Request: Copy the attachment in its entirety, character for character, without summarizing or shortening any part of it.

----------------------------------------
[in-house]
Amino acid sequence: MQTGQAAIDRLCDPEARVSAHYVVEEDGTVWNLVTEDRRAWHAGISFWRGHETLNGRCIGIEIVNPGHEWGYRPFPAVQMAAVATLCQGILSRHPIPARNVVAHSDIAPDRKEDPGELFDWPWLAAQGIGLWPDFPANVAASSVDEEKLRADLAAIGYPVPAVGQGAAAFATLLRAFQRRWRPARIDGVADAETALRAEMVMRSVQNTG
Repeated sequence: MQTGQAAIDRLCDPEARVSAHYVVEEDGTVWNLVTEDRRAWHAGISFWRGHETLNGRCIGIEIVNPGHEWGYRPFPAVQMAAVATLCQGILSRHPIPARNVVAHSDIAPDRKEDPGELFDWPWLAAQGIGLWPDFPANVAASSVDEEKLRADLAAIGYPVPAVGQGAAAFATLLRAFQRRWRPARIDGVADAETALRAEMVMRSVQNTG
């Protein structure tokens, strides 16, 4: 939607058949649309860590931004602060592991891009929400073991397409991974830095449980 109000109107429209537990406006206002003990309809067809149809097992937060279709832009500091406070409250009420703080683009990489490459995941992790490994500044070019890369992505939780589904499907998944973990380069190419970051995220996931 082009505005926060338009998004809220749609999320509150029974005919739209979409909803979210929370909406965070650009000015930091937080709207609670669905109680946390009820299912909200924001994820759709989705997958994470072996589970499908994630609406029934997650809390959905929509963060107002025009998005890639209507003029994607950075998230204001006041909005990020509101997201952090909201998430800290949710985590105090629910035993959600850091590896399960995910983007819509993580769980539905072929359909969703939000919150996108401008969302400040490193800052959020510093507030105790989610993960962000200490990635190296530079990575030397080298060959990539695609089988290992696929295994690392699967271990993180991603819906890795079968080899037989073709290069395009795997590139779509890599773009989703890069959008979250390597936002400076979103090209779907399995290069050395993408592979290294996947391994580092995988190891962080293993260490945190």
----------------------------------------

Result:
[in-house]
Amino acid sequence: MQTGQAAIDRLCDPEARVSAHYVVEEDGTVWNLVTEDRRAWHAGISFWRGHETLNGRCIGIEIVNPGHEWGYRPFPAVQMAAVATLCQGILSRHPIPARNVVAHSDIAPDRKEDPGELFDWPWLAAQGIGLWPDFPANVAASSVDEEKLRADLAAIGYPVPAVGQGAAAFATLLRAFQRRWRPARIDGVADAETALRAEMVMRSVQNTG
Repeated sequence: MQTGQAAIDRLCDPEARVSAHYVVEEDGTVWNLVTEDRRAWHAGISFWRGHETLNGRCIGIEIVNPGHEWGYRPFPAVQMAAVATLCQGILSRHPIPARNVVAHSDIAPDRKEDPGELFDWPWLAAQGIGLWPDFPANVAASSVDEEKLRADLAAIGYPVPAVGQGAAAFATLLRAFQRRWRPARIDGVADAETALRAEMVMRSVQNTG
């Protein structure tokens, strides 16, 4: 939607058949649309860590931004602060592991891009929400073991397409991974830095449980 109000109107429209537990406006206002003990309809067809149809097992937060279709832009500091406070409250009420703080683009990489490459995941992790490994500044070019890369992505939780589904499907998944973990380069190419970051995220996931 082009505005926060338009998004809220749609999320509150029974005919739209979409909803979210929370909406965070650009000015930091937080709207609670669905109680946390009820299912909200924001994820759709989705997958994470072996589970499908994630609406029934997650809390959905929509963060107002025009998005890639209507003029994607950075998230204001006041909005990020509101997201952090909201998430800290949710985590105090629910035993959600850091590896399960995910983007819509993580769980539905072929359909969703939000919150996108401008969302400040490193800052959020510093507030105790989610993960962000200490990635190296530079990575030397080298060959990539695609089988290992696929295994690392699967271990993180991603819906890795079968080899037989073709290069395009795997590139779509890599773009989703890069959008979250390597936002400076979103090209779907399995290069050395993408592979290294996947391994580092995988190891962080293993260490945190």